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Sharon Anderson
Senior Vice President of Quality and Patient Safety
Christiana Care Health System
New Castle, DE

There was a culture of fear when it came to reporting medical errors and near misses at Christiana Care Health System in 2001—76% of staff members' feared disciplinary action if caught making a mistake. Thanks, in part, to the system's safety mentor program, that dropped to 28% by 2006. And its reporting of near misses increased from 46 to 85 between 2003 and 2006.

Anderson: As we have gone along our safety journey, we recognized that unless we can take it to the bedside there is no impact. This was a way of engaging everyone in the organization . . . and having that liaison from the staff to senior leadership. We ask the department heads who would be a good safety mentor.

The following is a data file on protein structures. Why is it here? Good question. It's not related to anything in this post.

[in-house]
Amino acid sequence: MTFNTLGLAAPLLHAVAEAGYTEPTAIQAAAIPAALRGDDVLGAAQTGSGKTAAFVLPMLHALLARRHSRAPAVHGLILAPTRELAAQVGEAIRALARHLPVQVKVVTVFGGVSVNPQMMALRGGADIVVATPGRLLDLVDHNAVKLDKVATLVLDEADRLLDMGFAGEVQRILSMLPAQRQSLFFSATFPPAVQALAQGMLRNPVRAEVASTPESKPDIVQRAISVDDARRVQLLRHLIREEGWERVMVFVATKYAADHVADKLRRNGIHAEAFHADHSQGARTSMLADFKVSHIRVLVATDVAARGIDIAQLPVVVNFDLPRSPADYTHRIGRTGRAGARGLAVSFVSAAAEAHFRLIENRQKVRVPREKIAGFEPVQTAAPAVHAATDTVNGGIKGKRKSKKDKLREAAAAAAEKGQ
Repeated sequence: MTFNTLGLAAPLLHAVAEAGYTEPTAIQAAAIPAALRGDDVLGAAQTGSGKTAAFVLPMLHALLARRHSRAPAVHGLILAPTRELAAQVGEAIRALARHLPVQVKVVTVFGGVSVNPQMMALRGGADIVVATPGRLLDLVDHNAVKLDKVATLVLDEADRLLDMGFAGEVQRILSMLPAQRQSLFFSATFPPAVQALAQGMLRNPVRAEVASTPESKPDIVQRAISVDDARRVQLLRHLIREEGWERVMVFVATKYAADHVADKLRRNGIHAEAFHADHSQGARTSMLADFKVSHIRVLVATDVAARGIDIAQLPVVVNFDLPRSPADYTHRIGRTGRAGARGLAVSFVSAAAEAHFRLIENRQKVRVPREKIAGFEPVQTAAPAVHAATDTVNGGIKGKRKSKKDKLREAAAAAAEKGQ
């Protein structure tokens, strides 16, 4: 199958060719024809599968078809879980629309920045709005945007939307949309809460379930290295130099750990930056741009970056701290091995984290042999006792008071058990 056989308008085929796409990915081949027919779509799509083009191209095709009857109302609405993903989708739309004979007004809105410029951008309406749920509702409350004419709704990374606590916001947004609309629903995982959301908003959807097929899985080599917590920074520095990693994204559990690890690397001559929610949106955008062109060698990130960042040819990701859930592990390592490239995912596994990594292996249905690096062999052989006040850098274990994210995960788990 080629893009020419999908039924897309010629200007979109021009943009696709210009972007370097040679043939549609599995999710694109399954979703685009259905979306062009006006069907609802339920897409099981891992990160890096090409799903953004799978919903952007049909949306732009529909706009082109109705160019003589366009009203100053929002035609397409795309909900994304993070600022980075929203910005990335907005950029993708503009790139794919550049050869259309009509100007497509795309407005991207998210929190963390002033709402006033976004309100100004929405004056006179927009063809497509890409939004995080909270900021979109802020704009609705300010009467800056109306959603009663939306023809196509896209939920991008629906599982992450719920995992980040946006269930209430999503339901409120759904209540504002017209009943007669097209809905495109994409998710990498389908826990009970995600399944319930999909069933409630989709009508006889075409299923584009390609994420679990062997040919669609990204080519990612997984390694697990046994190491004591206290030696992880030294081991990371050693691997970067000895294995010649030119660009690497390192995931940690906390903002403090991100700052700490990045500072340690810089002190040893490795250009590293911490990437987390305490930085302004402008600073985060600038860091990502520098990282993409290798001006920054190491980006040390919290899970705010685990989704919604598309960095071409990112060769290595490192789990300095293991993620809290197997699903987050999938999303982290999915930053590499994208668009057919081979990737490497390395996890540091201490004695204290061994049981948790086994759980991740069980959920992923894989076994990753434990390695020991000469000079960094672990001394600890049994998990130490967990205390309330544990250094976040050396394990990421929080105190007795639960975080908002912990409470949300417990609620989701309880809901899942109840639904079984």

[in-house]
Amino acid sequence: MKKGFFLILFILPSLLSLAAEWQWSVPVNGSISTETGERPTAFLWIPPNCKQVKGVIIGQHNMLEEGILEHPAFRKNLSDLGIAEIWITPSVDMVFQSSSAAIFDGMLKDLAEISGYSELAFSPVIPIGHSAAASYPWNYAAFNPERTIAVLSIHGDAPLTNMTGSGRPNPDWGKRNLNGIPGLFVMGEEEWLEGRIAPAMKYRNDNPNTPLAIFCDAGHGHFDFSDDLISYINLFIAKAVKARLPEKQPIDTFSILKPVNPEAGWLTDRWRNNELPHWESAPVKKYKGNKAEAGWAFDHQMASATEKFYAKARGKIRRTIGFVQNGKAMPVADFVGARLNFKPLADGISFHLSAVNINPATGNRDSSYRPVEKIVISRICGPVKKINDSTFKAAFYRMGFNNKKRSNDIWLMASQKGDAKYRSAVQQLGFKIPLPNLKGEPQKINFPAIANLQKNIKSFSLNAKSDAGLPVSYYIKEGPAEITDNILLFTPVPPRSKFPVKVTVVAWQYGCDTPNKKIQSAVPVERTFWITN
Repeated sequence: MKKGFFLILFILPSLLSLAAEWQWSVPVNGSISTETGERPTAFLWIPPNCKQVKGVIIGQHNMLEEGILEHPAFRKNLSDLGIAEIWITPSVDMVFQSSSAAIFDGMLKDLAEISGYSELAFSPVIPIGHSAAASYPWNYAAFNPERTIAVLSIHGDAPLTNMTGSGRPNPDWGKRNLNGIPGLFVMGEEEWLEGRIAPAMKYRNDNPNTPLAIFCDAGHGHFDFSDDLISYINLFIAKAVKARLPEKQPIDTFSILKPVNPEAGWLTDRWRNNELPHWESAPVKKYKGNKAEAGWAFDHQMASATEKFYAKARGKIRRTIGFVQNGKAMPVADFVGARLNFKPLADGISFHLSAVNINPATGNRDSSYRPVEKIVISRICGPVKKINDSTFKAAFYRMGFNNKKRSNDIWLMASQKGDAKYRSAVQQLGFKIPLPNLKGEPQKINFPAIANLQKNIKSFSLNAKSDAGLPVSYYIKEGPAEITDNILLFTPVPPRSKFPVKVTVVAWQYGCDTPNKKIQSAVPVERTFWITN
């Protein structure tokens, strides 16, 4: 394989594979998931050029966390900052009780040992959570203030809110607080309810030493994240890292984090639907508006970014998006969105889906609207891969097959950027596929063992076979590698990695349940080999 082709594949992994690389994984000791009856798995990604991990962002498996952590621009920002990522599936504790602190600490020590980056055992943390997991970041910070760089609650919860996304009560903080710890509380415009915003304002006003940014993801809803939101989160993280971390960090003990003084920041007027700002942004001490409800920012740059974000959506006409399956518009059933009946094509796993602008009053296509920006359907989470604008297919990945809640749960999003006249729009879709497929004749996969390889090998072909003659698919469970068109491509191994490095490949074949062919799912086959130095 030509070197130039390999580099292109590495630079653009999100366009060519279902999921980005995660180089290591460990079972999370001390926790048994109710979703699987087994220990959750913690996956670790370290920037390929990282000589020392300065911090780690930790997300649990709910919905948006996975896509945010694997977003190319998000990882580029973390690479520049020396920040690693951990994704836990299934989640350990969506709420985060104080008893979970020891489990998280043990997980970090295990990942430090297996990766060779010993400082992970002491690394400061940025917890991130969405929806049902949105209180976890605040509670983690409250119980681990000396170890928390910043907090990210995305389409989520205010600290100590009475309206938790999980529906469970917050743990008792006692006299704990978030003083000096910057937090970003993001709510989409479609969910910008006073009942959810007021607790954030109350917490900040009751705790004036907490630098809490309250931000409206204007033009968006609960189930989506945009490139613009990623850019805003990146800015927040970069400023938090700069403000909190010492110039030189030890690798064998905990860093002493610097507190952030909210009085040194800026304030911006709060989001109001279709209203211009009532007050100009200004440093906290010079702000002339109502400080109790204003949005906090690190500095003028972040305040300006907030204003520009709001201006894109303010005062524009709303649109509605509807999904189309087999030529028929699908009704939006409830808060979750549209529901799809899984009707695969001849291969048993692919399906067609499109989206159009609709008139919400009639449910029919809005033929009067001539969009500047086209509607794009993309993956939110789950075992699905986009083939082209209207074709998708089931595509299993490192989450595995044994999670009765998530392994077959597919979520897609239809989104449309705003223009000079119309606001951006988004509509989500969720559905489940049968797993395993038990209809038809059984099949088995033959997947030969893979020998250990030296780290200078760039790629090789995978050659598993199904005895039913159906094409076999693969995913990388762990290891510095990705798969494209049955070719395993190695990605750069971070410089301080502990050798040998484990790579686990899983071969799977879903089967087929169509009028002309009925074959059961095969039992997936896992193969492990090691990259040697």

They should be working in that department at least six months, be able to serve as an ambassador, and really be a good communicator. We have bimonthly meetings and offer additional education. It is not a costly program to implement other than the time commitment.

Picking the right person to be a safety mentor is important. It has to be someone who is respected. Make it formal, use it as a recognition vehicle, and create time so they can do the work.

Carrie Vaughan

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